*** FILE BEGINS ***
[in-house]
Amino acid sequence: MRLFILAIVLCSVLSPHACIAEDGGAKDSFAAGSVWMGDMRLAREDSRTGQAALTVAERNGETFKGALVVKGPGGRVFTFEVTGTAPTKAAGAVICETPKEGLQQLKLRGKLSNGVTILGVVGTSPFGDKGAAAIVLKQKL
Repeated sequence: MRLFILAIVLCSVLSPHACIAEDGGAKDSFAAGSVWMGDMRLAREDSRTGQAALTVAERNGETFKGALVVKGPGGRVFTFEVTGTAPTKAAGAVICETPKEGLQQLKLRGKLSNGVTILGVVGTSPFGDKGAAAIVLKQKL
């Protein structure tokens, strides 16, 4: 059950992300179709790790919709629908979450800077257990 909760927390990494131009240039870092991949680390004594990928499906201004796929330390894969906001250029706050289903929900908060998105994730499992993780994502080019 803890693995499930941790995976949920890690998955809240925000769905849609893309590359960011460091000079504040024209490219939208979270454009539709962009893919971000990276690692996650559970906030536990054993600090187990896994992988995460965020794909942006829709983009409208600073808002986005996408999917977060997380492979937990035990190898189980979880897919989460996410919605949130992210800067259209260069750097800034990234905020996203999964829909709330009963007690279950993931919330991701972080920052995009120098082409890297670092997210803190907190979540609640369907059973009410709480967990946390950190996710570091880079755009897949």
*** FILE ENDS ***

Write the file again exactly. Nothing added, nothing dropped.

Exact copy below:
[in-house]
Amino acid sequence: MRLFILAIVLCSVLSPHACIAEDGGAKDSFAAGSVWMGDMRLAREDSRTGQAALTVAERNGETFKGALVVKGPGGRVFTFEVTGTAPTKAAGAVICETPKEGLQQLKLRGKLSNGVTILGVVGTSPFGDKGAAAIVLKQKL
Repeated sequence: MRLFILAIVLCSVLSPHACIAEDGGAKDSFAAGSVWMGDMRLAREDSRTGQAALTVAERNGETFKGALVVKGPGGRVFTFEVTGTAPTKAAGAVICETPKEGLQQLKLRGKLSNGVTILGVVGTSPFGDKGAAAIVLKQKL
């Protein structure tokens, strides 16, 4: 059950992300179709790790919709629908979450800077257990 909760927390990494131009240039870092991949680390004594990928499906201004796929330390894969906001250029706050289903929900908060998105994730499992993780994502080019 803890693995499930941790995976949920890690998955809240925000769905849609893309590359960011460091000079504040024209490219939208979270454009539709962009893919971000990276690692996650559970906030536990054993600090187990896994992988995460965020794909942006829709983009409208600073808002986005996408999917977060997380492979937990035990190898189980979880897919989460996410919605949130992210800067259209260069750097800034990234905020996203999964829909709330009963007690279950993931919330991701972080920052995009120098082409890297670092997210803190907190979540609640369907059973009410709480967990946390950190996710570091880079755009897949």